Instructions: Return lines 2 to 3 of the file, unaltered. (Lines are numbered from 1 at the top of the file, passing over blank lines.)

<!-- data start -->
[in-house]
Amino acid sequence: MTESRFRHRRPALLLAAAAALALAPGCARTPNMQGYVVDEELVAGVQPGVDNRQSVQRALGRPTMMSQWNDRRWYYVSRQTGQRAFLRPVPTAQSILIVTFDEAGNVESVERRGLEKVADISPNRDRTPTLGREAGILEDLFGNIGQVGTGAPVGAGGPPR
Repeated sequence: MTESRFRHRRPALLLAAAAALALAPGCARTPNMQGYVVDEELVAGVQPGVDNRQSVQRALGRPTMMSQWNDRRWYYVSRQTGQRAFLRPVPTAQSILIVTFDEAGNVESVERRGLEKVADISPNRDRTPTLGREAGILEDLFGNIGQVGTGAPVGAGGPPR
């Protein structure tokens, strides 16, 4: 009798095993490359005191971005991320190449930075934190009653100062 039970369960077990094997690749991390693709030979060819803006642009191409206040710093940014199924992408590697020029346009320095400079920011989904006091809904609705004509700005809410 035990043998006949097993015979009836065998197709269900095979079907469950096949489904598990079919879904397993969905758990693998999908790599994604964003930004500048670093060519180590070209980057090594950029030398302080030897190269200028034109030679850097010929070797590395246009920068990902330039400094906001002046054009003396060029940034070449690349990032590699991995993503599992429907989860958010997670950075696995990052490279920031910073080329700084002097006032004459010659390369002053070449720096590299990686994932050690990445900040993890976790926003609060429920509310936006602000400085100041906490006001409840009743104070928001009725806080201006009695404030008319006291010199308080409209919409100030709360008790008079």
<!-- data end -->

Amino acid sequence: MTESRFRHRRPALLLAAAAALALAPGCARTPNMQGYVVDEELVAGVQPGVDNRQSVQRALGRPTMMSQWNDRRWYYVSRQTGQRAFLRPVPTAQSILIVTFDEAGNVESVERRGLEKVADISPNRDRTPTLGREAGILEDLFGNIGQVGTGAPVGAGGPPR
Repeated sequence: MTESRFRHRRPALLLAAAAALALAPGCARTPNMQGYVVDEELVAGVQPGVDNRQSVQRALGRPTMMSQWNDRRWYYVSRQTGQRAFLRPVPTAQSILIVTFDEAGNVESVERRGLEKVADISPNRDRTPTLGREAGILEDLFGNIGQVGTGAPVGAGGPPR